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More than three years after the enactment of the Disaster Management Act, we hear that we do not even have an emergency operation centre. Why we do not have an instant command centre yet, we would like to know.

The centre is a critical component of disaster management system in the country. What has taken us too long to establish one for the benefit of our nation and the people is indeed wonderful.

Lack of fund is an excuse by far inadequate.

We spend close to a million on each entitled position in the country, on the members of parliament in particular, and even more in some cases.

Yet, building a strong and effective disaster management system in the country is a costly affair. People need reasons stronger than shortage of fund.

Devolution of power and capacity-building should go down to the grassroots. Only then will Department of Disaster Management (DDM) have any purpose to stand as an institution with a vital mandate to protect the citizens from calamities natural and man-made.

Spending “fair amount of resources” in bolstering community-based disaster risk management throughout the country, as home minister said recently, could be a pride for any political government, but not for the people in the backwaters of this country who haven’t practical experience and equipment required for real time disaster situations.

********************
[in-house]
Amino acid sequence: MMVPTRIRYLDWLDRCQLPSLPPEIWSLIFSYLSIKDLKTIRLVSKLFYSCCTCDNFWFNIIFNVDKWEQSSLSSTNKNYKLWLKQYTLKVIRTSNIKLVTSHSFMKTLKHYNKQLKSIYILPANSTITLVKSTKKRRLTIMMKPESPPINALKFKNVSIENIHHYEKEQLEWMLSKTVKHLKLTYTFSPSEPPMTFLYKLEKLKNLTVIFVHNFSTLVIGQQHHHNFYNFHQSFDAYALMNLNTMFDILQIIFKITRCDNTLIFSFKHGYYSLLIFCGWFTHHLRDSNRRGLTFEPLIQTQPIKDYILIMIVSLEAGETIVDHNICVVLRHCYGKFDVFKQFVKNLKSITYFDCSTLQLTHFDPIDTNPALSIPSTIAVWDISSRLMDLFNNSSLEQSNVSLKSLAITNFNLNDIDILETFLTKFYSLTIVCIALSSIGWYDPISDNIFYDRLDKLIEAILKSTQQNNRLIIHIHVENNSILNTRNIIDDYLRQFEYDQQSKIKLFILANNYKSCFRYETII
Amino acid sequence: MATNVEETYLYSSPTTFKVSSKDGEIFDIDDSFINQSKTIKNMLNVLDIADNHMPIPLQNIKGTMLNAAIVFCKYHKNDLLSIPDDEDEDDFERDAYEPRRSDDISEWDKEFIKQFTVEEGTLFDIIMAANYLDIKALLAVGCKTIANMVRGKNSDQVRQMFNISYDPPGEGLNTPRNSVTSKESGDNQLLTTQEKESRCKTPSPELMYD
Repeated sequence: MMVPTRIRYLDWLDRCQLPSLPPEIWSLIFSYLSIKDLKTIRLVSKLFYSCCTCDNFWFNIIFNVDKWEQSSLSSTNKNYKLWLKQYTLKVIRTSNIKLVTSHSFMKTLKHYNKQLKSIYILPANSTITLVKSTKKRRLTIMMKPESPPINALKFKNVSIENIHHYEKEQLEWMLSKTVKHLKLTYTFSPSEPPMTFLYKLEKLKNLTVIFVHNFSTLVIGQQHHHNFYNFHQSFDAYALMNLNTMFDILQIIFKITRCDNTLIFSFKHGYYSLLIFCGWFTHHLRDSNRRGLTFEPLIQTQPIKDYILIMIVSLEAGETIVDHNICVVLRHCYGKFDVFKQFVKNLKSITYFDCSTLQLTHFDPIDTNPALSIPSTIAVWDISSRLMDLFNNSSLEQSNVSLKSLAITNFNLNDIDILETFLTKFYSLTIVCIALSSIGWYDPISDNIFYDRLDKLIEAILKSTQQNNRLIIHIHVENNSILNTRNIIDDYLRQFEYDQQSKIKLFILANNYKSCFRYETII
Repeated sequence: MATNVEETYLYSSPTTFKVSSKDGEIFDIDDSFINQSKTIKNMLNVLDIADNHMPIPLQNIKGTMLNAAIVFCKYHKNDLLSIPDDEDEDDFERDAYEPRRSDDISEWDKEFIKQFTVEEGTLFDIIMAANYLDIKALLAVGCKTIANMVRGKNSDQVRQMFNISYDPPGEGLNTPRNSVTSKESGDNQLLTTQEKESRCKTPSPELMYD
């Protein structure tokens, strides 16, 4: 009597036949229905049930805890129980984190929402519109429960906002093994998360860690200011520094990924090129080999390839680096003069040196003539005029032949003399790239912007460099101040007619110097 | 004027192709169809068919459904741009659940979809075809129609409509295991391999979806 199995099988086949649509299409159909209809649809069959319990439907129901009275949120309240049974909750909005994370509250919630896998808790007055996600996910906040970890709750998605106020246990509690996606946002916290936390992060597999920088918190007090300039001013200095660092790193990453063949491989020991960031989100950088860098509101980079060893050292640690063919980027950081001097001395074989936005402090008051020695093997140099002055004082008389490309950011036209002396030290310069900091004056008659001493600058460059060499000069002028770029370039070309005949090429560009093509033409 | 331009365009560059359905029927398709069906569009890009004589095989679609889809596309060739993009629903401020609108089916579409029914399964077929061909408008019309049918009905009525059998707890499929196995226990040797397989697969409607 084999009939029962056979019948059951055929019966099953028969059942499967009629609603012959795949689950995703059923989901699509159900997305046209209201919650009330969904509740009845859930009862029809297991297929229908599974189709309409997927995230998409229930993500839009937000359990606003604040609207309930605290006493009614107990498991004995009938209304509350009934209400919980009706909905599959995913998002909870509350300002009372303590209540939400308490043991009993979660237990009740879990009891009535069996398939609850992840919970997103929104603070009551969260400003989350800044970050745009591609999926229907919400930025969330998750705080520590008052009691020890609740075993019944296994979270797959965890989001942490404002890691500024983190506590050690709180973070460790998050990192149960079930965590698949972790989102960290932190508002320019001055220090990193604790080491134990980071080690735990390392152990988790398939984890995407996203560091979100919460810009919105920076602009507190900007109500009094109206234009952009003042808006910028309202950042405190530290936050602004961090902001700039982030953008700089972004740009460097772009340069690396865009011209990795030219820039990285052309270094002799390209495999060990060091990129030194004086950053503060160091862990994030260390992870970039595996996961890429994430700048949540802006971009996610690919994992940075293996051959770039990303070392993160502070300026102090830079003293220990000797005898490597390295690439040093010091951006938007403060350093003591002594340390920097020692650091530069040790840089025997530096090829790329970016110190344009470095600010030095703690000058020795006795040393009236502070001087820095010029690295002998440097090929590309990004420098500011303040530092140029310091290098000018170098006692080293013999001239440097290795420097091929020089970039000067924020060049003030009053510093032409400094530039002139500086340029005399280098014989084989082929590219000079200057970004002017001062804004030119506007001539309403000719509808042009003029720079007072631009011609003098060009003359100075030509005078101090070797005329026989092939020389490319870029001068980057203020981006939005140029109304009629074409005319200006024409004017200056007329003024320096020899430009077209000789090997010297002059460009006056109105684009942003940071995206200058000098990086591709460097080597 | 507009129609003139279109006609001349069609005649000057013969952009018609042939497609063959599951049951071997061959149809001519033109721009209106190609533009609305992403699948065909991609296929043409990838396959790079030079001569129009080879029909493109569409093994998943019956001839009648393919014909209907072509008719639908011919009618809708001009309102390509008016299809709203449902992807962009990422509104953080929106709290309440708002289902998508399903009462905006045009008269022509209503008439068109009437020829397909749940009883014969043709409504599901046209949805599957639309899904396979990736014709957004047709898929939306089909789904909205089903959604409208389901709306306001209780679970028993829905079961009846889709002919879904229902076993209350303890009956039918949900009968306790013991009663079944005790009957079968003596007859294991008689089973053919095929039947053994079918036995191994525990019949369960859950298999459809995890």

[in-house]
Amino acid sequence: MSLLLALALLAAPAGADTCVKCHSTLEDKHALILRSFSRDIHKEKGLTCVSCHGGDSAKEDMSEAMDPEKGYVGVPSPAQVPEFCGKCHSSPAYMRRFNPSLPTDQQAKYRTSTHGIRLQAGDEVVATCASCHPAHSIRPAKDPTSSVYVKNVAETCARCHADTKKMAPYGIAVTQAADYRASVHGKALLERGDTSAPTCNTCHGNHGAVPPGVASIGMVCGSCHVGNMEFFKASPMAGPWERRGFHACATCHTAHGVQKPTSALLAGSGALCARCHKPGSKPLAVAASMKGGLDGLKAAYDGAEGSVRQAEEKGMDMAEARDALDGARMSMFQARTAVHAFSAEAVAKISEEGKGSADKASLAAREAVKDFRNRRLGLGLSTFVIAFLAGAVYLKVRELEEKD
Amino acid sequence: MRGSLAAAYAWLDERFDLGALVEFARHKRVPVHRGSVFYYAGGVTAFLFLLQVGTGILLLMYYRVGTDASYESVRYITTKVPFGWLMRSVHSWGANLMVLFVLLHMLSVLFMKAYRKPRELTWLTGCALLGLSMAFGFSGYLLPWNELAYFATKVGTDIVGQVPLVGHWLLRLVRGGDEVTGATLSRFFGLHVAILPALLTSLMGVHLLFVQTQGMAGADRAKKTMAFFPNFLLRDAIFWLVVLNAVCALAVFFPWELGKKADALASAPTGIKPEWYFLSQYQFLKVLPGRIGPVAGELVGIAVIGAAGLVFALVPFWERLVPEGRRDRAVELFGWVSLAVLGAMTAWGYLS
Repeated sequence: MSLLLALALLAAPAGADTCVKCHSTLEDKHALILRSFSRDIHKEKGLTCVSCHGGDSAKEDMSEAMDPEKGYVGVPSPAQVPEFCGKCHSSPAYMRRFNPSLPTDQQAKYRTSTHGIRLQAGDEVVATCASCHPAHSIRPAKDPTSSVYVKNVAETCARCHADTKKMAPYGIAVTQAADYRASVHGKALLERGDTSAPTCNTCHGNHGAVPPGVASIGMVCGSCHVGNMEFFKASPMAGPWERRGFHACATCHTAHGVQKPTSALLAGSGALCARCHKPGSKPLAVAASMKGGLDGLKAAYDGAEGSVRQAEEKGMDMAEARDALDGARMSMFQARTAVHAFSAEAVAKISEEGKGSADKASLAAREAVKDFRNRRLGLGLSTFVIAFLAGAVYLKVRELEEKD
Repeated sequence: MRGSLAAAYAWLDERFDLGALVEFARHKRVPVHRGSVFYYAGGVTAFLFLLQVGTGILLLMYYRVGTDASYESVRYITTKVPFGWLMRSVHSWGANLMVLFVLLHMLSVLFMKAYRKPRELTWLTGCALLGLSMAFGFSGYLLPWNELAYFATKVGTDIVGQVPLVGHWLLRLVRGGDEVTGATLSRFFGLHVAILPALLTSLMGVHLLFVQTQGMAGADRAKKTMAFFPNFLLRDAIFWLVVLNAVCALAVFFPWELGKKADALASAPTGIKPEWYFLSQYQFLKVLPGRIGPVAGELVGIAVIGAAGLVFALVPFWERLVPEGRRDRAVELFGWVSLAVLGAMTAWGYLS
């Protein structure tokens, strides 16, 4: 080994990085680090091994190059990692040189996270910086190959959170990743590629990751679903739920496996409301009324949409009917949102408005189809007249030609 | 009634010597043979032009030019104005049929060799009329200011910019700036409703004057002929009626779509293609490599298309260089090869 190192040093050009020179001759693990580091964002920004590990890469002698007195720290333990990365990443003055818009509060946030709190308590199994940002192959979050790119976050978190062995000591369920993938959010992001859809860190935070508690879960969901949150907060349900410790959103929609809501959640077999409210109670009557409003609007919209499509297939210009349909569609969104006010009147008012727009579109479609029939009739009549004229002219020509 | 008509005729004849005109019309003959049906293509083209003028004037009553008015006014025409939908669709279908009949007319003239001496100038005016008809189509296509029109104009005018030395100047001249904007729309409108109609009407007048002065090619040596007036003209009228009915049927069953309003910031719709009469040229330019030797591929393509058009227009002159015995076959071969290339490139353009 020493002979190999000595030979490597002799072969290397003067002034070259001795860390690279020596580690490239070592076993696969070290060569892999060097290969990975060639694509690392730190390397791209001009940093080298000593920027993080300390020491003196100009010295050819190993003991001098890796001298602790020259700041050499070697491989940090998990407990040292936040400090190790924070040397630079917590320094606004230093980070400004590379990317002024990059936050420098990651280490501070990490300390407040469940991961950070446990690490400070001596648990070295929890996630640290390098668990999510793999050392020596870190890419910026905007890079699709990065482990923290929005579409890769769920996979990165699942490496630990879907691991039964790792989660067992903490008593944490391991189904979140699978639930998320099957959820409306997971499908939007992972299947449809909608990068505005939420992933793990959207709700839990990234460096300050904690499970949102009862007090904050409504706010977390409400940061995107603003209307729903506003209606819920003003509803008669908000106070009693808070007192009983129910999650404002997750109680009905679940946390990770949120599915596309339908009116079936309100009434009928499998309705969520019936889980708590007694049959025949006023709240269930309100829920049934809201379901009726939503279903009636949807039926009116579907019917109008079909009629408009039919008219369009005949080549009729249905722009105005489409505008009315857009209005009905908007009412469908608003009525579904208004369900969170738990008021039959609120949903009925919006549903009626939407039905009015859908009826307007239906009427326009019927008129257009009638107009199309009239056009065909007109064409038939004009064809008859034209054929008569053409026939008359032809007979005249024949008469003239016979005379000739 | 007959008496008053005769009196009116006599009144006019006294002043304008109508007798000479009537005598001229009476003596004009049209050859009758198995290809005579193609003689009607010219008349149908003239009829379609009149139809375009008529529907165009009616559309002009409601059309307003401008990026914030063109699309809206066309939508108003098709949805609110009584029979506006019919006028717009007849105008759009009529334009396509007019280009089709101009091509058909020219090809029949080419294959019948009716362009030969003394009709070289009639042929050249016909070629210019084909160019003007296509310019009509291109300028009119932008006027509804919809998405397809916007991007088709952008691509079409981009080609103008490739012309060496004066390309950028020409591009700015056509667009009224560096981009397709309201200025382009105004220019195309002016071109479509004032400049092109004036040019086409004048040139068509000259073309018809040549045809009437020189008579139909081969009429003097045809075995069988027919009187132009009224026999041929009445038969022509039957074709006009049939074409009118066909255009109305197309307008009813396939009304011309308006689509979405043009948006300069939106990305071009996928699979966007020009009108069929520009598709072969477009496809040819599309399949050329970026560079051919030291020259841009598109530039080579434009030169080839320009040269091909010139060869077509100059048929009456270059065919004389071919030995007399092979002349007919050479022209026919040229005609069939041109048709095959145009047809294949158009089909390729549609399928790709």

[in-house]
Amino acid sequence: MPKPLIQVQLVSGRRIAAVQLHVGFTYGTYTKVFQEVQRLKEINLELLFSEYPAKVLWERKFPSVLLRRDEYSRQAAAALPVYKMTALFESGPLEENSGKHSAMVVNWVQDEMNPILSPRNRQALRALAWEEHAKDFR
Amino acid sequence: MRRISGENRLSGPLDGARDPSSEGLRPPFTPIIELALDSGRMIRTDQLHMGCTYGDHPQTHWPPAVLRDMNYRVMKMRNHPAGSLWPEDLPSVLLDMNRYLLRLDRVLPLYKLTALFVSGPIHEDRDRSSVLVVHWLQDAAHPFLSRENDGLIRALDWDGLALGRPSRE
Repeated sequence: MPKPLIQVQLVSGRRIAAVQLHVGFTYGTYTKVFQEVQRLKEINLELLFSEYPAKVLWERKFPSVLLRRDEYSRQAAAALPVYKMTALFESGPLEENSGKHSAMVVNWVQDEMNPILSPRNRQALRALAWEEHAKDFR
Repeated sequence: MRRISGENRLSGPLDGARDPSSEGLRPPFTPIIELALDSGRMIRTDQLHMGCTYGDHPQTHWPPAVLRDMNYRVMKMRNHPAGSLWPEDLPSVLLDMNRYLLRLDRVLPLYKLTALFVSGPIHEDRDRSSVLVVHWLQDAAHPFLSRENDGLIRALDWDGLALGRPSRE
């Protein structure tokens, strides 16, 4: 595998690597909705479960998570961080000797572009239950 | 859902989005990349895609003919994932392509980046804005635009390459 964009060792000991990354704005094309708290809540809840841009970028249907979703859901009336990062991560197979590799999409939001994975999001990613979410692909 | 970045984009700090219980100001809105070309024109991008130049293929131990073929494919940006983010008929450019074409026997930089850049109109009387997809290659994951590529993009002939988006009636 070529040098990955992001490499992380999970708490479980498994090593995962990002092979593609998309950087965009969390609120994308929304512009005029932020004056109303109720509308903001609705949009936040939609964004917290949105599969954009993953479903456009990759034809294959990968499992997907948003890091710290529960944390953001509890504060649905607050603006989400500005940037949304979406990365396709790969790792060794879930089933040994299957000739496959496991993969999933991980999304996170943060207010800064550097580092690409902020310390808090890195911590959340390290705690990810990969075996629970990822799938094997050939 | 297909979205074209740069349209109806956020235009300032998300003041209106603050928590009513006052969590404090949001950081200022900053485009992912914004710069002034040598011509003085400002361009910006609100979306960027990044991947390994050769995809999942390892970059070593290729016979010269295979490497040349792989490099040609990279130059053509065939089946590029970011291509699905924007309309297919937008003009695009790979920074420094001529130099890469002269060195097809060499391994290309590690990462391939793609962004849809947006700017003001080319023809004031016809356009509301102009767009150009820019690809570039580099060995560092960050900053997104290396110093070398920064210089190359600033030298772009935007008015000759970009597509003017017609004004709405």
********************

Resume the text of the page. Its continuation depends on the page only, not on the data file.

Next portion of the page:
The nation hasn’t forgotten how in 2009 seven boys in Chukha lost their lives thirteen hours after rescue mission was launched. Our disaster management system has not improved by any measure since then, it seems.

In the age of climate change and global weather instability, natural disasters are bound to occur more frequently than we would like to see them overwhelm us, to say nothing about accidental mishaps every now and then. How prepared are we?

Some major earthquakes have occurred in the recent memory of this nation. Lives and properties worth billions have been lost. Still we do not even have an emergency operation centre.

Bhutan sits on a major seismic zone in the Himalayas and changing climate is posing increasing threat to the lives of people. In the mountains, ice is melting fast, and lakes are growing ominously. Another glacial lake outburst flood could ruin the lives of the communities living along the major river systems.

Perhaps we are getting our priorities wrong. Developing guidelines and training a few selected people in the dzongkhags to deal with disaster events will not help. What we need is a strong department with effective emergency operation centre to address immediate national requirements.

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